In order to address the Cyp inhibition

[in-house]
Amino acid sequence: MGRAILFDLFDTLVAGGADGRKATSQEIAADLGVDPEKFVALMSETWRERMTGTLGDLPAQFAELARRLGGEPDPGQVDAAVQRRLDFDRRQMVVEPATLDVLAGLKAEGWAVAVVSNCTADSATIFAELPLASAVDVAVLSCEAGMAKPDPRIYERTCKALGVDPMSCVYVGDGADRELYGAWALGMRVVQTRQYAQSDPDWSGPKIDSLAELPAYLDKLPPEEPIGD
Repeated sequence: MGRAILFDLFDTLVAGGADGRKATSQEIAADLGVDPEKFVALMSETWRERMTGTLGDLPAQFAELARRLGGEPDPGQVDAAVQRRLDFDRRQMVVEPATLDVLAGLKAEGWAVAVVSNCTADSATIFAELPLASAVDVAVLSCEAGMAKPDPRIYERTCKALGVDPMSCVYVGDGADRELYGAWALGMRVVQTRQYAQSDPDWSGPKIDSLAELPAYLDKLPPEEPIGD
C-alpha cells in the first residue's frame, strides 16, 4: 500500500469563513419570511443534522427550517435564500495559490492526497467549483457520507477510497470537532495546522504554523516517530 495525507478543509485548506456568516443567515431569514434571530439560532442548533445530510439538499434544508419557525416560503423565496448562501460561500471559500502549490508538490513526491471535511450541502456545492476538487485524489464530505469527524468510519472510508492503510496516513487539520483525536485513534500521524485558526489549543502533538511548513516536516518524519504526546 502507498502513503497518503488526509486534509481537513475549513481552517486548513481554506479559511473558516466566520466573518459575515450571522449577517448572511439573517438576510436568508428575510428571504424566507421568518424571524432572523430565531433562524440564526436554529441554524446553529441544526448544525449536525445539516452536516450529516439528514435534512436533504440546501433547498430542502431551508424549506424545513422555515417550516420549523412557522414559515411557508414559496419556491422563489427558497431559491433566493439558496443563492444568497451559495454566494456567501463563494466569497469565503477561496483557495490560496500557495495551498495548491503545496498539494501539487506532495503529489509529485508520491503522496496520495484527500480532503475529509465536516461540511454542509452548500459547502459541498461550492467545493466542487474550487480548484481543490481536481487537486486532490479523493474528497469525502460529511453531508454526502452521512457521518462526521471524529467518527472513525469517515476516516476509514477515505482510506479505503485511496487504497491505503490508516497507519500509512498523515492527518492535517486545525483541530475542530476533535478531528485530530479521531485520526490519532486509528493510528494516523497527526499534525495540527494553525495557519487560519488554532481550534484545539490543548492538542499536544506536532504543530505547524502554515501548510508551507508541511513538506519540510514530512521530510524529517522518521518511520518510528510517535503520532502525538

In order to address the Cyp inhibition issue, we tested the possibility of further changes in the heterocycle combined with reducing the electron density in the ring system by swapping the central aniline nitrogen atom for a ketone. details the synthesis of these analogs, which started with 7-bromobenzosuberone. Oxime installation followed by cyclization with 4-methoxyphenylacetic BKM120 produced the tricyclic 2-(4-methoxy-benzyl)-7-methyl-9,10-dihydro-1-oxa-3-aza-benzoazulen-4-one core . Suzuki coupling produced tricyclic (IC=0.30μM), while addition of methylamine into intermediate produced the corresponding tricyclic imidazole core which allowed production of analogs and (IC’s=1.1μM and 0.38μM, respectively). All three analogs were modest GSMs with IC’s >300nM. Unfortunately, all three analogs remained potent CYP3A4 inhibitors (IC’s=0.3–0.5μM). While the 4-methoxybenzyl substituent did not allow direct comparison of activity to the thiazole series, we were encouraged that the first analogs containing the central ketone were modestly active and wanted to test expanding the heterocyclic ring to a 6-membered pyridyl ring. A first pyridyl analog was synthesized with the suberone core using a slight variant of established chemistry (). Negishi coupling of and was followed by -oxidation and rearrangement to the pyridyl 2-nitrile . Formation of the -butyl amide followed by deprotonation and alkylation of the pyridyl methyl group gave . Dehydration back to the nitrile followed by acid-catalyzed cyclization and Ullman coupling gave the desired compound . This initial 6-membered ring analog had an Aβ1–42 IC=1μM and was still a CYP3A4 inhibitor (IC=0.3μM). Hoping to both improve the potency of the analogs and further improve the Cyp inhibitor profile we next moved to the well-established 6,11-dihydro-5-benzopyrido[2,3-][1,4]diazepin-5-one core, where existing chemistry would allow for additional modifications of both the steric and electronic environment of the inhibitor. Synthetically we accessed the desired analogs by selectively installing a 6-benzyl group on 2,6-dichloronicotinc acid using a Negishi coupling protocol. In order to test steric blocking of the pyridyl group, was bismethylated and then saponified to produce . Separately, the left-hand heterocycle was installed on 4-fluoronitro intermediates . Reduction to the diamine followed by thermal condensation with the preformed chloronicotinic acids produced the desired analogs –, albeit in modest chemical yield. The desired regioisomer was typically favored, but purification was necessary to produce pure material (). The Aβ1–42 activity and inhibition of CYP3A4 for compounds – is summarized in . The parent 4-methylimidazole analog was the most potent inhibitor in the series (IC=50nM), with activity similar to that of the more potent compounds in the thiazine series – (IC=35nM). The inhibition of CYP3A4, however, was not improved by changing to this core (IC=0.15μM). In this particular series, the chloroimidazole was 2–3 fold more active than the corresponding methyltriazole . Somewhat surprisingly, fluorine was poorly tolerated at R, with over a 10-fold loss in Aβ1–42 potency and an increase in CYP3A4 inhibition. Interestingly, the chloroimidazoles and had a dramatically improved CYP3A4 profile (IC >13μM). This was not solely the result of a solubility change, as the assay is monitored for drug precipitation. The data suggest that in this series the CYP3A4 SAR closely tracks with heterocycle basicity, with the methyl imidazole being most potent, followed by the triazole, while the weakly basic chloroimidazole is a poor binder. More analogs would be needed to confirm these observations, however the series overall suffered from modest potency at Aβ1–42, so additional analogs were not prepared. As a benchmark, compound was also examined at 30mpk in the 3xTg-AD mouse model, but no activity was observed. In summary, starting from a class of aniline triazines GSMs, we designed multiple series of conformationally restrained, tricyclic GSMs. The 2-benzyl-9,10-dihydro-4-1-thia-3,4-diaza-benzoazulenes including compound were effective in an animal model of Aβ1–42 production at high exposure. In an effort to explore the SAR and separate efficacy from inhibition of CYP3A4 activity, a variety of additional tricyclic cores was explored. While we were able to construct additional scaffolds with moderate to good in vitro potency, the combination of high potency without inhibition of CYP3A4 remains an issue to be addressed.